The anger of farmers which is spreading in Europe is not sparing France, where numerous mobilizations continued on Monday January 22. Since Thursday evening, several dozen operators have been blocking the A64 motorway, which links Toulouse to Bayonne, near Carbonne, in Haute-Garonne. They are asking the government for emergency measures for their profession, denouncing in particular the low level of their income.

Gérald Darmanin affirmed Monday that he had not requested “the evacuation by the police” of the farmers responsible for the blockage. Asked about the actions of farmers on the sidelines of a press conference dedicated to the Olympic torch relay, the Minister of the Interior explained his decision by the fact that there was “no damage to this site [ that of the A64]”.

For the fifth day in a row, motorists traveling on this axis must leave it before the blockade formed by around forty tractors, to return to the highway a little further on.

In Tarn-et-Garonne, three access roundabouts to the Golfech nuclear power plant, which supplies electricity to the Toulouse basin, have also been blocked by around fifty tractors since Monday. Just before noon, several dozen demonstrators occupied the lanes of the A9 motorway in the Montpellier-Barcelona direction at the Perpignan-Sud toll, disrupting road traffic on this axis.

Call for “concrete responses”

At the heart of the demonstrations, financial burdens and environmental standards considered too heavy. These reasons for discontent are recurring in a profession that the government has been trying to manage for years to avoid opening a new social front.

Arnaud Rousseau, the president of the FNSEA, the main French agricultural union, announced on France Inter that “actions” would be carried out “as long as it is necessary”. These actions will concern “each department”, he said, stressing that “the rise in tension is strong, hence the need to provide concrete responses”. Before a meeting Monday evening with the Prime Minister, Gabriel Attal, Mr. Rousseau once again asked for “concrete answers” ​​to the “despair” of farmers.

The Prime Minister, faced with his first crisis since his appointment on January 11, will receive the president of the FNSEA and his counterpart from Young Farmers (JA), Arnaud Gaillot, at 6 p.m. Other agricultural organizations (Rural Coordination, Peasant Confederation) also ask to be received. If the government is “not there”, “we could be at the dawn of a big agricultural movement”, declared the president of the JA on Monday morning, on France 2.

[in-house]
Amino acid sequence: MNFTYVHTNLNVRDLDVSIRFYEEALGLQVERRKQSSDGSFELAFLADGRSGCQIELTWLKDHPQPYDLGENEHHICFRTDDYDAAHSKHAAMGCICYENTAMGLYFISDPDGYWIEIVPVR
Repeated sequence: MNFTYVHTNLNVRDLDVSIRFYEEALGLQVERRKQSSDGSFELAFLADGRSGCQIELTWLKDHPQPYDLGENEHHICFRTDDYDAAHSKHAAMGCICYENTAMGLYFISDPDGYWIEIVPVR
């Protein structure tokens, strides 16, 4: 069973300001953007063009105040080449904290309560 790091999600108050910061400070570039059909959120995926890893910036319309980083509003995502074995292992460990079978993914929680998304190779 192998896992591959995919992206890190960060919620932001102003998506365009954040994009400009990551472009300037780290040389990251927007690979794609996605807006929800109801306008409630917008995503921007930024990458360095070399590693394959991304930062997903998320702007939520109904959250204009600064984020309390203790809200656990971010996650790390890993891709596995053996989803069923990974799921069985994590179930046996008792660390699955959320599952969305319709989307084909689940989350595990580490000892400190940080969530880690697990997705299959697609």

“Hydraulic fund” of 20 million euros

In December, former Prime Minister Elisabeth Borne announced to the FNSEA and the JA the abandonment of tax increases on pesticides and irrigation, arousing the irritation of environmental organizations and water stakeholders.

Monday, in Vendée, the Minister of Agriculture, Marc Fesneau, announced the launch, already in the pipeline, of a “hydraulic fund” to help farmers invest in water storage, the reuse of wastewater or irrigation efficiency. It must be supplemented by 20 million euros “from 2024”, according to his office.

In this territory which has had irrigation reserves for years, described as “basins” by their detractors, he also reaffirmed that the government would work to reduce procedural times to accelerate the construction of such facilities.

The government fears a conflagration because, from the Netherlands to Romania via Poland and Germany, farmers are stepping up actions against tax increases and the European Green Deal. All this against a backdrop of inflation and competition from Ukrainian imports.

The United Kingdom is not spared: fruit and vegetable producers will demonstrate on Monday in front of Parliament in London to protest against the “unfair” purchasing contracts which bind them to mass distribution.

Agriculture bill postponed

In France, the profession is also scalded by the successive postponements of the agricultural bill, promised more than a year ago by Emmanuel Macron and ultimately less ambitious than the “agricultural orientation law” initially announced.

On Sunday, Marc Fesneau announced a new deadline. The text, which was to be presented to the Council of Ministers on Wednesday, will only be presented in “a few weeks” with the aim of being debated in Parliament “in the first half of 2024”.

The bill that the government must present intends to promote generational renewal in agriculture, a necessity at a time when the population of nearly 500,000 farm managers is aging.

Less than five months before the European elections, the oppositions are courting the agricultural world. Starting with Jordan Bardella, president and head of the list of the National Rally, who on Saturday castigated the wine-producing Gironde as “Macron’s Europe which wants the death of our agriculture”.

Both the right and the left have asked the executive to renounce increasing taxation on non-road diesel, a progressive measure, negotiated this summer between the Ministry of the Economy and the majority union FNSEA, in exchange for compensation.

Operators “have no other choice but to use them,” noted the head of the Communist Party, Fabien Roussel, on Sunday. We must “immediately renounce this measure”, affirmed the leader of the Les Républicains deputies, Olivier Marleix, providing “very clearly” his support for the mobilization. On the Brussels side, a meeting of agriculture ministers is planned for the start of the week.